XFL introduces rule changes for inaugural season, including no extra points, shootout-style OT period

The XFL is getting a second crack at producing a strong alternative to the NFL. They are making the most of the opportunity and introducing some interesting changes.

According to ESPN's Kevin Seifert, the XFL is making "more than two dozen changes" to their rulebook, which will be unveiled later this week. Among the items that will be altered are a running clock, three-tiered point-after attempts and single-play overtime possessions.

"What we did is listen to fans," XFL commissioner Oliver Luck said. "And what they told us is that they love this game, but they would like it at a little more of a faster pace and with a little more excitement. They thought there is too much idle time. We tried to listen to what they didn't want, also.

"They didn't want gimmicks or things that were inauthentic. They also didn't want to be complicit when it comes to player safety. So what we wanted to do is take a great game and make it a little better."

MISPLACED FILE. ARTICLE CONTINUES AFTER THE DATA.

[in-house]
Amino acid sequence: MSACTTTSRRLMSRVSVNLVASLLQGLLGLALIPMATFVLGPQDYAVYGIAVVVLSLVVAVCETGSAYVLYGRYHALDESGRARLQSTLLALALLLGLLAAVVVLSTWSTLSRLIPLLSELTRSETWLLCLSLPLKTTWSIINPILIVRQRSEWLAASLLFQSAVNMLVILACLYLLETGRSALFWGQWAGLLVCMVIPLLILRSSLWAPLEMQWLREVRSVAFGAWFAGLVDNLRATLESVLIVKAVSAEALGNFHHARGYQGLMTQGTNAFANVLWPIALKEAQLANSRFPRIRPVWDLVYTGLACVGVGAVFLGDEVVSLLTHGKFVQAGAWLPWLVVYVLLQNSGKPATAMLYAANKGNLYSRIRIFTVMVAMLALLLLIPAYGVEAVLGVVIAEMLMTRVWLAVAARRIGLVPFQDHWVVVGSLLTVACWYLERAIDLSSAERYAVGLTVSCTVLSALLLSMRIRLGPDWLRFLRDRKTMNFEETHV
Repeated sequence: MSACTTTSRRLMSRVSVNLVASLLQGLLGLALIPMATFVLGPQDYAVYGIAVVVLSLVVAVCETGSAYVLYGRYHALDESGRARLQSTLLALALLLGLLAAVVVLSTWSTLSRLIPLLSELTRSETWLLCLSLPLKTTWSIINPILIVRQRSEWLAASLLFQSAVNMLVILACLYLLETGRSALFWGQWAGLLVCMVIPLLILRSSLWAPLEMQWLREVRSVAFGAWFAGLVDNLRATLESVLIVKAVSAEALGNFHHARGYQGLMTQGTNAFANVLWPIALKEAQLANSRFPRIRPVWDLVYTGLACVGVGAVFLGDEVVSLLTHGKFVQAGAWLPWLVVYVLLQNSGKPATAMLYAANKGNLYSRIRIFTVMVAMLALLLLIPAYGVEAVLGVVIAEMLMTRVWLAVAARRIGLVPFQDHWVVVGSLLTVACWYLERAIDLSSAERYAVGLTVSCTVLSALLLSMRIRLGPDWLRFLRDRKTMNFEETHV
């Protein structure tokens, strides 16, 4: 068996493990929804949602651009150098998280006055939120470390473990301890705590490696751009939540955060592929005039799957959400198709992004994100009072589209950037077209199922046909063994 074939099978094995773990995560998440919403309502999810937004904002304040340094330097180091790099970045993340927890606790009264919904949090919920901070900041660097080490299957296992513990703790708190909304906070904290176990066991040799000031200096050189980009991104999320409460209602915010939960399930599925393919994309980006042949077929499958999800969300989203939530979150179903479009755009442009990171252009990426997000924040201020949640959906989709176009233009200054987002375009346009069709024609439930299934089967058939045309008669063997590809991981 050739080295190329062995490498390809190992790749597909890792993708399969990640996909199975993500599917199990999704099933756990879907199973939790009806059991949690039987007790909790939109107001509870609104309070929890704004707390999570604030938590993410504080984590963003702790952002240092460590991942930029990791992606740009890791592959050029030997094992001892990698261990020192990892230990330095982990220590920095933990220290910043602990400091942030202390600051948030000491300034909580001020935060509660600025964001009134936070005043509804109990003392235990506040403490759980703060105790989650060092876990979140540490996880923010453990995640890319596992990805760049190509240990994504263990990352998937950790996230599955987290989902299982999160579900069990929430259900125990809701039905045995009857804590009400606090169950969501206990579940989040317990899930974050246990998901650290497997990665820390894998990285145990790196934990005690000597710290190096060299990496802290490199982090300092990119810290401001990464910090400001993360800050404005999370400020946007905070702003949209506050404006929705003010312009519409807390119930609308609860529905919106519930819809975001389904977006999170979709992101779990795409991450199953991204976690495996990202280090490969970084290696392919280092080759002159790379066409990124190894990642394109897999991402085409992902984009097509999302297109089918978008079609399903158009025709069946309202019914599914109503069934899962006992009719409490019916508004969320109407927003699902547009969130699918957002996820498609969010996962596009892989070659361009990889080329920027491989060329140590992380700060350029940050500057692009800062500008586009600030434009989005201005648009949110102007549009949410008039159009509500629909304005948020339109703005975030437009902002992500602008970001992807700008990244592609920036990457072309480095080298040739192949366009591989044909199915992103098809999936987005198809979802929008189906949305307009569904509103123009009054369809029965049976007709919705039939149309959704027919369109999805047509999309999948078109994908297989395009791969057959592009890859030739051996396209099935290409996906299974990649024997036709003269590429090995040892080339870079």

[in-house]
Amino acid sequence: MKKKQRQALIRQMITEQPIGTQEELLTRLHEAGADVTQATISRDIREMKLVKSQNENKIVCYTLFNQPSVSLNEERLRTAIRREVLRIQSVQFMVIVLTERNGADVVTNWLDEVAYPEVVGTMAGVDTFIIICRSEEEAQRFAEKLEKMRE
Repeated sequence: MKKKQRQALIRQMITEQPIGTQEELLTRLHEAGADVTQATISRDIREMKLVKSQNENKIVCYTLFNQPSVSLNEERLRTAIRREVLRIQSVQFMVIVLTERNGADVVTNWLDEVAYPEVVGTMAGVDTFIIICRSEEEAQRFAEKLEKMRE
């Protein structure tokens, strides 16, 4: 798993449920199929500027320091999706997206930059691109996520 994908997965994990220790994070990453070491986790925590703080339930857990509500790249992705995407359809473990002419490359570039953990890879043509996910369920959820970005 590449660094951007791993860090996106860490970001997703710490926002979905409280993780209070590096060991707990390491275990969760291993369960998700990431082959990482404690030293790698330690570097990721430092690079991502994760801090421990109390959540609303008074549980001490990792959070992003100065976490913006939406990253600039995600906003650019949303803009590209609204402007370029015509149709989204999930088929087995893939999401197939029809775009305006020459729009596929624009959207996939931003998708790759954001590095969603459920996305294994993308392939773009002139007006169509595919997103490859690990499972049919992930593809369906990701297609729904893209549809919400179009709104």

The league calendar is just getting underway this week with training camp for the eight XFL teams. The season will begin on Feb. 8 with the Seattle Dragons taking on the DC Defenders and the Los Angeles Wildcats facing the Houston Roughnecks.

Some of the larger rule changes will be from the special teams area of the game:

  • During punts, players can't leave the line of scrimmage until after the punter kicks the ball away, so there won't be any blocks. 
  • Punts that go into the end zone or out of play will be spotted at the 35-yard line or wherever the ball lands out of bounds. The concept of fair catches and pinning the opposition down deep are being eliminated with this type of rule.
  • On point-after attempts following a touchdown a team will have three options: a one-point play from the 2-yard line, a two-point play from the 3-yard line, or a three-point play from the 10-yard line.

Like college football, players will only be required to have one foot in bounds to establish possession on catches. The XFL believes that will make the game easier to officiate and won't lead to long reviews.

Finally, a shootout-style overtime period will be put in place where each team will get five single-play possessions from the 5-yard line. If the game remains tied, teams will rotate possessions until someone comes away victorious.

It appears that the XFL is trying to put out a high-octane, exciting product that football fans will gravitate towards. These rule changes should certainly make for an interesting game and could get fans to tune in early on.

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